History Files


Modern Britain

The Mail Coaches

by Jackie Speel, 29 March 2009

The mail coaches were introduced in the late eighteenth century, to provide a more speedy and cost effective system of transport for the post than with the previous system. That previous system had involved post boys (often elderly) and others, had depended on convenience and travellers, and often involved frequent mail thefts and other factors which resulted in declining postal revenues.

John Palmer (1742-1818) of Bristol suggested the establishment of a mail coach system, an idea which was taken up by William Pitt on the suggestion of Lord Camden.

The experiment, begun in August 1784, proved an immediate success, and generated an increasing revenue for the government. Scottish and Irish mail coaches followed thereafter. The coaches fitted in with a range of less glamorous forms of transport - including wagons and canal boats, as well as boat services for Ireland (via Holyhead) and the Continent (the Hamburg and other mails). The various Post Office directories, and other directories of the time, listed the days for which services were provided, along with the times and coach names where appropriate, and the routes of regular services.

The development of the mail coach system depended in part upon improvements in road building - including macadamisation [1] and toll roads [2]. Military factors also played a part in road development. There was a need for good communications in order to counter the threat of insurgency and invasion, actual or perceived. The development of what is now termed the Industrial and Agricultural Revolutions also played a part, managing to increase trade and improve materials, which resulted in a need for better communications with sources and markets.

The coaching networks evolved over time, with routes being extended or changed to suit demand. They wound down from the mid-nineteenth century, with the advent of the railways, which were quicker, more comfortable and could carry more: the transit is noted piecemeal in the Post Office and other directories. The last to go were the cross-country routes.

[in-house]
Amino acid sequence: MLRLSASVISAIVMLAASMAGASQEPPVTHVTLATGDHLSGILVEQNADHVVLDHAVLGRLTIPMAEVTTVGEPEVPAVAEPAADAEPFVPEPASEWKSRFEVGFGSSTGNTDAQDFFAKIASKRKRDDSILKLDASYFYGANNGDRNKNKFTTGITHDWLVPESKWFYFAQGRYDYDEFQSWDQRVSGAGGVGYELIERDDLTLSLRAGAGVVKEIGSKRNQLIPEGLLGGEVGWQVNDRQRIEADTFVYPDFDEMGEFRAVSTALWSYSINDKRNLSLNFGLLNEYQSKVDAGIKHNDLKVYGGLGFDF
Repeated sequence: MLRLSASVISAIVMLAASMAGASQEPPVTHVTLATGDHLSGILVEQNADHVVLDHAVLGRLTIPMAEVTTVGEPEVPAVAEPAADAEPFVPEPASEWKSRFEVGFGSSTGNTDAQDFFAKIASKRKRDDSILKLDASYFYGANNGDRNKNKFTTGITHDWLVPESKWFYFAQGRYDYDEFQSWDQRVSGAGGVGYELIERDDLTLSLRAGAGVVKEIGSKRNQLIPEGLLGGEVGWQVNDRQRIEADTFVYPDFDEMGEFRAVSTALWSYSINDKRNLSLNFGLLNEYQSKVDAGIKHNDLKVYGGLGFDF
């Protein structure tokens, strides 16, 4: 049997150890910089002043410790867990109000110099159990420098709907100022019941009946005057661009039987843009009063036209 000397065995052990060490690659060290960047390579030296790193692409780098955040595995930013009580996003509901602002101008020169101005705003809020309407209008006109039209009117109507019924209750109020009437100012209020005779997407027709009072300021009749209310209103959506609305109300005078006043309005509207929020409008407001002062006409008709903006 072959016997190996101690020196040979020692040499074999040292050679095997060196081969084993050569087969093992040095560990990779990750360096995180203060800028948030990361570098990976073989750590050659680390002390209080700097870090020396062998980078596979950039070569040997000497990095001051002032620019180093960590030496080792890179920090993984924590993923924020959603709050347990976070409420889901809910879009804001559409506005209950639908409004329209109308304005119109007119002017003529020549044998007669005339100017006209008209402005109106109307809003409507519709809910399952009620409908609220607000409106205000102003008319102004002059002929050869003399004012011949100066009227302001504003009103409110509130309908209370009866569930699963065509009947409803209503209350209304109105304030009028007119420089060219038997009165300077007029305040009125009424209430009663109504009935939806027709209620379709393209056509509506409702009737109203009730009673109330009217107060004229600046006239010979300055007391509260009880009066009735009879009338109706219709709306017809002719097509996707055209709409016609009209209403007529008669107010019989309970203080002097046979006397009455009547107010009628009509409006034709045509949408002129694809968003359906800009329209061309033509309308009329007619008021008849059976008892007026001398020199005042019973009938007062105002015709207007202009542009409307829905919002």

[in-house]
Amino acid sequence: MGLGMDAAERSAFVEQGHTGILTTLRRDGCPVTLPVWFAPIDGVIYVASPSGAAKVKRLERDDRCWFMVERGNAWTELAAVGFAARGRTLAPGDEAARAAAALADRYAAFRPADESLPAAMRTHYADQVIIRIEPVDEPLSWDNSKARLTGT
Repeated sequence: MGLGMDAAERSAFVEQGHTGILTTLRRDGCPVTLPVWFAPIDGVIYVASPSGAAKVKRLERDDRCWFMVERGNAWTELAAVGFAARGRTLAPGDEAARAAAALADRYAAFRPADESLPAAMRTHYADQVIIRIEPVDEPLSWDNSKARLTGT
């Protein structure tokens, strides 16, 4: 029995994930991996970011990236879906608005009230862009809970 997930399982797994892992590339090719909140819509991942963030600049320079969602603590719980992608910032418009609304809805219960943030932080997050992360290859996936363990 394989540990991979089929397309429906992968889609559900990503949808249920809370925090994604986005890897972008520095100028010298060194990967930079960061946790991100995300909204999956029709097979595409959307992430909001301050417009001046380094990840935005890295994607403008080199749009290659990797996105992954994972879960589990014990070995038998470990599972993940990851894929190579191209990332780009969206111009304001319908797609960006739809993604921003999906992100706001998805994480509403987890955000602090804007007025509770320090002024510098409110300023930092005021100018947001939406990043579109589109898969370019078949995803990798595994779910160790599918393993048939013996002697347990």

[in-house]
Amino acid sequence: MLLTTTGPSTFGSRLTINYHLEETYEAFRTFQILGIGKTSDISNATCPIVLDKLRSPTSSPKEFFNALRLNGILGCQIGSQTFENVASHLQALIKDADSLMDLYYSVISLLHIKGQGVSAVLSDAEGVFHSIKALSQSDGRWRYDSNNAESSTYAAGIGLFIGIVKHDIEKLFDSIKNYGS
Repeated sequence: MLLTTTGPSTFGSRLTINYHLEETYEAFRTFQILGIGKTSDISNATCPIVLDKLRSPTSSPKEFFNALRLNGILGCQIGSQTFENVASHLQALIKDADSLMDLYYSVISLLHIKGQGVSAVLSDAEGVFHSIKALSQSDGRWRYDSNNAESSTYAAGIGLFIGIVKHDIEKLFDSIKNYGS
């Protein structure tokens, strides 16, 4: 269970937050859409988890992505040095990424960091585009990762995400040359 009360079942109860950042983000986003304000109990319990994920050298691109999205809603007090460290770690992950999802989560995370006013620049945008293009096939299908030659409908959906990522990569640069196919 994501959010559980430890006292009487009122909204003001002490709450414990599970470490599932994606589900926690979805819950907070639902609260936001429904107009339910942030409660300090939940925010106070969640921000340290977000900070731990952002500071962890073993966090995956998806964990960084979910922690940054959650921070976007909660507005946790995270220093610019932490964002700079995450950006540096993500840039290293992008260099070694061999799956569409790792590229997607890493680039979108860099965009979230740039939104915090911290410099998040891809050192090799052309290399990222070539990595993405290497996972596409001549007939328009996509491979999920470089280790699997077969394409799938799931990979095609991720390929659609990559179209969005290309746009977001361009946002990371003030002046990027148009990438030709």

Some of the companies involved in the mail coach business managed to survive, sometimes through investment in the railways, or by entering into, and developing a new market, such as the provision of feeder services to the railways, much as bus services and taxis have done subsequently.

There were also coaching inns along the way, which served much the same functions as airport hotels and stations do today. Given the schedules and any potential delays the coaches could arrive, or depart, at all hours of the day or night. A number of former coaching inns can still be identified, such as The George, Southwark (near London Bridge), a rare survival of an original layout; Golden Cross House, Charing Cross (next to St Martin's in the Fields) commemorates the coaching inn that was previously on the site; and Fleet Street was, at one time, home to a number of coaching inns.

The origin of the term 'Cock and Bull stories' is said to be in the name of two pubs in St Albans.

[1] Macadamisation was the process of laying tarmac road surfaces. John MacAdam (1756-1836) was a pioneer in the development of modern road construction.

[2] Turnpikes were roads maintained by trusts, a feature of the eighteenth century, which charged users. There was much opposition at times, and effectiveness varied, although the journey between London and Edinburgh was reduced from twelve to four days. Profitability declined in the nineteenth century with railway development, and the turnpike trusts reverted to local authority control.


Main Sources

Post Office and other directories

Various other sources from general notes



Text copyright Jackie Speel. An original feature for the History Files.